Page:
“We’ve tried the untested candidate before,” is how one longtime consultant put it. “Could we not do that again?” – No Kleenex in Tinseltown [Politico magazine]
OH, WOE is me blues over Hillary Clinton‘s potential 2016 candidacy is making for widespread click bait heaven amid the media trying to follow the most emotionally wrought tantrum seen in Democratic Party politics since… well… the last time Hillary Clinton decided to run for president.
The “I’m not a big Hillary fan, but we’re stuck with her” line is so tragic, really. Poor Democrats, stuck with Hillary Clinton, former New York senator, First Lady, and Secretary of State, what can she possibly bring against Jeb Bush, Rand Paul or Chris Christie?
But seriously, is anything more depressing than imagining a Hillary versus Jeb contest? It just might be the last thing disgruntled voters can stand before the entire system explodes. That wouldn’t be a bad thing, no matter where you sit, although it would actually diminish the importance of what the first viable woman president would actually mean.
Still, there are so many stories, so little attention span for the psychological trauma being experienced by political activists across the Democratic spectrum, all of it being dumped into the public sphere so everyone can weigh in and judge the righteousness of each faction’s commitment to making Hillary the problem.
There’s so much buyer’s remorse over Barack Obama’s presidency at this point that it’s impossible to weigh just how much Hillary’s potential candidacy means by itself.
Standing on the outside looking in at all this establishment angst, whether Democratic or progressive elite, as a former 90210 resident, I prefer the blunt objectivity of Hollywood to the circular soundbite war from the collective money grubbers, all of whom are just as bad as the Wall Street ilk that has become the whipping bitch of the activist class.
Everyone’s trying to buy the nomination, including progressives, so where’s the high bar? You’d think after the 2014 midterms Democrats would be focused on states, but let’s face it, sucking up to donors pays people’s salaries, no matter where you are in the food chain.
By any estimate, residents of Zip Code 90210 and environs gave or raised millions of dollars to Democratic candidates in the last midterm electoral cycle, with entertainment figures like DreamWorks Animation’s c.e.o. Jeffrey Katzenberg leading the way. Katzenberg beat the bushes for Democratic candidates across the country, making a particular push for the failed Kentucky Senate campaign of Alison Lundergan Grimes—calling prospective donors early on a Sunday morning, one of them recalled, to make sure they had maxed out in giving to her campaign.
[…] Or as another longtime California Democratic activist now serving in the Obama administration said, “From what I can tell, most people are licking their wounds by getting ready for Hillary.”
Au contraire, mon ami.
Democracy Alliance is having a winter meeting that features Senator Elizabeth Warren who is speaking tonight and will no doubt bring the house down. Who doesn’t root for Warren, especially if Senator Harry Reid can actually craft a position in the Senate leadership for her, which has been in the works [and now has happened]. Vice President Joe Biden is also invited, but not Hillary Clinton. People are outraged about Clinton’s exclusion.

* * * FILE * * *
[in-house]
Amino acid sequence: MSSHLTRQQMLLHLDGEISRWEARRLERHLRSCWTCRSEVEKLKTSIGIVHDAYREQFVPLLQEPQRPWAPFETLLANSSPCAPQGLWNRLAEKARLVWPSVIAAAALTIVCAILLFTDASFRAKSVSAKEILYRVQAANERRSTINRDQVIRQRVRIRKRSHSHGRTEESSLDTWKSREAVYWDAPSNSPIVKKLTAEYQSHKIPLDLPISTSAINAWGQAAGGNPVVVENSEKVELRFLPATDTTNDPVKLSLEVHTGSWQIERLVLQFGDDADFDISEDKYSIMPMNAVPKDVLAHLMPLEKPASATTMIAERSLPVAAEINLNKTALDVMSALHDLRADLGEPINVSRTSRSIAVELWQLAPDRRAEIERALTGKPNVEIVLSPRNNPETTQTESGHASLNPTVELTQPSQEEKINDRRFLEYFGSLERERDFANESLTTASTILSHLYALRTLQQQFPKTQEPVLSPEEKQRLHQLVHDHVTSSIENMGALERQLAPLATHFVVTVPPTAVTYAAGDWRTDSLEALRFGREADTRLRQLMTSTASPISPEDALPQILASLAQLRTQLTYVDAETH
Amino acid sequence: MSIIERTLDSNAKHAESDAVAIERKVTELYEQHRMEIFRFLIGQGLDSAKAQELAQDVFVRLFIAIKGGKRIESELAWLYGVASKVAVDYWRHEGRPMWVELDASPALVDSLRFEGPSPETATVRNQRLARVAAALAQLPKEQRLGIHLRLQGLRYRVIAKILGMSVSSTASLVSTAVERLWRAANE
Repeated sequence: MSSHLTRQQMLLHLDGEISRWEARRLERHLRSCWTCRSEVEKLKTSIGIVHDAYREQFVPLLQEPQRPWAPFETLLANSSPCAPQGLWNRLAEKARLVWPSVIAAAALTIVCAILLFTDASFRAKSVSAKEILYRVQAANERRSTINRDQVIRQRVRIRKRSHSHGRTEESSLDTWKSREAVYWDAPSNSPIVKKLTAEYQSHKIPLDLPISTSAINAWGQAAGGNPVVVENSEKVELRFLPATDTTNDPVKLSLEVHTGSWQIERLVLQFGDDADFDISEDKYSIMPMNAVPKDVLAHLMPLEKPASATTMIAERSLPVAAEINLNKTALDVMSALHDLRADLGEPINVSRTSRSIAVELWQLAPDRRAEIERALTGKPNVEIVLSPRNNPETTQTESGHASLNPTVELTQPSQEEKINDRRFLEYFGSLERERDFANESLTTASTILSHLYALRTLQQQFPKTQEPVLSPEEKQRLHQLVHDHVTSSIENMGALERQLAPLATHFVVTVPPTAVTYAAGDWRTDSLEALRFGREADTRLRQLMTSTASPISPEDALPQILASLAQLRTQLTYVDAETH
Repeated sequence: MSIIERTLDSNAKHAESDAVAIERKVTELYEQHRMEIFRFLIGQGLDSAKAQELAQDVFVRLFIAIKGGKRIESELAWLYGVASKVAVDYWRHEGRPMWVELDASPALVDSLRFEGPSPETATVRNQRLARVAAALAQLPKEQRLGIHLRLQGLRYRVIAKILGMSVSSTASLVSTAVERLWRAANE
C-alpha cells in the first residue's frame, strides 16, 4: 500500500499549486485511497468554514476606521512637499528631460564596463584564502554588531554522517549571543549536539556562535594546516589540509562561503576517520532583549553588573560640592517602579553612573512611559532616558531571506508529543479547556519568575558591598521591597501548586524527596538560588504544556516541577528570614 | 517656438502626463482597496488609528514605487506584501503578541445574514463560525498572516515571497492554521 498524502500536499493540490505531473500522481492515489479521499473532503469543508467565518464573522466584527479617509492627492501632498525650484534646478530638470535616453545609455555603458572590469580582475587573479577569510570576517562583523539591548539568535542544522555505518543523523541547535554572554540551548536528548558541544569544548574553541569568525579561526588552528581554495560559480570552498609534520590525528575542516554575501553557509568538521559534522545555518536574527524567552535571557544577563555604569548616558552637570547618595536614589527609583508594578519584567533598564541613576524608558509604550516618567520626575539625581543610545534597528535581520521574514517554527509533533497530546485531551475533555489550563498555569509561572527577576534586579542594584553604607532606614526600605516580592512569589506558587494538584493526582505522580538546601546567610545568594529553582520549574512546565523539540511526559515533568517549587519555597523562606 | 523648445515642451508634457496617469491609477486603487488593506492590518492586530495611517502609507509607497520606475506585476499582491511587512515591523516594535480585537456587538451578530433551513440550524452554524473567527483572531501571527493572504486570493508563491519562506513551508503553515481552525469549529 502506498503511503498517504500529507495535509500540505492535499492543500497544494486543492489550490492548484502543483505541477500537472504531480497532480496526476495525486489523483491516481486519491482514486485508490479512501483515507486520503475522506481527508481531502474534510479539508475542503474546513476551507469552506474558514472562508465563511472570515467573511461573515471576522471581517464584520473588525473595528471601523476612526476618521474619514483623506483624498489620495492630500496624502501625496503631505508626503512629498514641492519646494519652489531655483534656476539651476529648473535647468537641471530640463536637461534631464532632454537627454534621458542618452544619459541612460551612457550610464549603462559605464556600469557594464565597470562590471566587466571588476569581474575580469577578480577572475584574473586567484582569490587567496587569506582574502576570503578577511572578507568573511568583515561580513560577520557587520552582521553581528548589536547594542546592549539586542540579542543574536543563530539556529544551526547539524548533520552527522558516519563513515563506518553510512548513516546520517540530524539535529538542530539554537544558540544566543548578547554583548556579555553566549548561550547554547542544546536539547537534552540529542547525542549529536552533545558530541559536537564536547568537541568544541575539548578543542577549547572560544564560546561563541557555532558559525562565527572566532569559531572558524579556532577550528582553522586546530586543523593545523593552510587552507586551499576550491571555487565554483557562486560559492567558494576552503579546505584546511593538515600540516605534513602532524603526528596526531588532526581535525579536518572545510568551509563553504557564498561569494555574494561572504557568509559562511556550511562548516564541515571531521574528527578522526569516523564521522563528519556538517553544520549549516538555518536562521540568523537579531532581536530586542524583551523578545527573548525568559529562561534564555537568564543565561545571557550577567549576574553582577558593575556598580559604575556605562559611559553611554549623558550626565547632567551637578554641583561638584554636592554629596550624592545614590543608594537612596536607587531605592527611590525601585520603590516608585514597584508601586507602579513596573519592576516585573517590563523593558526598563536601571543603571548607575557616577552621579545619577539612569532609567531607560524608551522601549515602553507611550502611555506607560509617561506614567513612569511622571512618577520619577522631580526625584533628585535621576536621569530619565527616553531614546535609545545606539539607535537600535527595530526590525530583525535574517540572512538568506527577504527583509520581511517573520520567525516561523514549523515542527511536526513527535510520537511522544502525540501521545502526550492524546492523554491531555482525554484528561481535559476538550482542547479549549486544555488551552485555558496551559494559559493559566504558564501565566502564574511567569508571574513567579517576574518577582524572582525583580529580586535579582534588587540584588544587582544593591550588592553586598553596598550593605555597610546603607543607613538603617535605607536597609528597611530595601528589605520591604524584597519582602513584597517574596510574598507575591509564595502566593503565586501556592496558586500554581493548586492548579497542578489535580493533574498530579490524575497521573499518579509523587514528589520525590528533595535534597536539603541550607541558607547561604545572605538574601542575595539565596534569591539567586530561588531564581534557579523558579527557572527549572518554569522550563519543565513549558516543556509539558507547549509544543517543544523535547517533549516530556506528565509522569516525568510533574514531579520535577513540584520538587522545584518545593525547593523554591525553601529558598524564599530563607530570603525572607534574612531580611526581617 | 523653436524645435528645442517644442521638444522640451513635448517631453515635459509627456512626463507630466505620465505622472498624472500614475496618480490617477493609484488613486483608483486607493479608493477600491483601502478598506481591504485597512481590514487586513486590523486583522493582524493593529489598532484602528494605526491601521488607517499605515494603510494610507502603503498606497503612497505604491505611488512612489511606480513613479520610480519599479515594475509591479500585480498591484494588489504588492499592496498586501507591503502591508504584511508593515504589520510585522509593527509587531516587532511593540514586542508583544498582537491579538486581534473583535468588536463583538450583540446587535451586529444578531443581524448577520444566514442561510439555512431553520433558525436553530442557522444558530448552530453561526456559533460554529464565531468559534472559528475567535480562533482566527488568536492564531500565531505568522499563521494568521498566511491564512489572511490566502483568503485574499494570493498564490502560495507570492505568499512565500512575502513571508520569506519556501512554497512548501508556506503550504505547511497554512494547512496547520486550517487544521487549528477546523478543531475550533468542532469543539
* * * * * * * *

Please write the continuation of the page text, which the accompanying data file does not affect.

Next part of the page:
I’m just not sure why anyone should care.
If you haven’t been paying attention, then perhaps you’re surprised that Hillary won’t be addressing progressives at a donor function, but anyone not sidetracked by Kim Kardashian‘s butt breaking the internet campaign isn’t moved one way or the other. It’s a distraction, highlighted in the pre-2016 angst of outsiders taking their moment to be relevant before the system swamps them.
The reality is set in stone.
“It’s easy to gripe about Hillary. It’s a lot harder to find a solution.” – David Corn quoted in “The liberal media’s not ready for Hillary” [Politico]
If David Corn is saying this it might be time for progressives to start planning group therapy sessions.
The case against Hillary Clinton from Democratic activist groups seems to stem from the disappointment that Barack Obama didn’t turn out to be The One, so they better ward against it happening again. God help the Democratic Party if they acquiesce to the same people who never understood President Obama was simply a politician who promised something he couldn’t deliver, because he never respected the system he was elected to govern.
Huff and puff and blow the Democrats left, with all your might.
But as I’ve been writing for years now, you can’t change the system if you can’t work it. At least not yet and you certainly can’t do it from the outside, which is why the tea party never broke away from Republicans, and Democratic progressives never will either.
What Hillary Clinton represents to practical political, liberal minds like mine is someone who’s watched the system going back to Nixon’s impeachment, then as First Lady; been inside the system, both in the Senate and at State; and who has a chance of working the system, because she also knows the machinations and men (and very few women) who run it from Wall Street.
The worst thing that can happen to Democrats is a Hillary versus Jeb contest. But then again, it could also crack the system wide open, because of the message it would send that people have been stewing about for a while now.
Everyone’s in their bubble now, tending to their own special interests, amassing money, myopia winning over vision and future, though you’ll never get the righteous to admit it, no matter what political party you prefer.
It boils down to winning.
What else is there?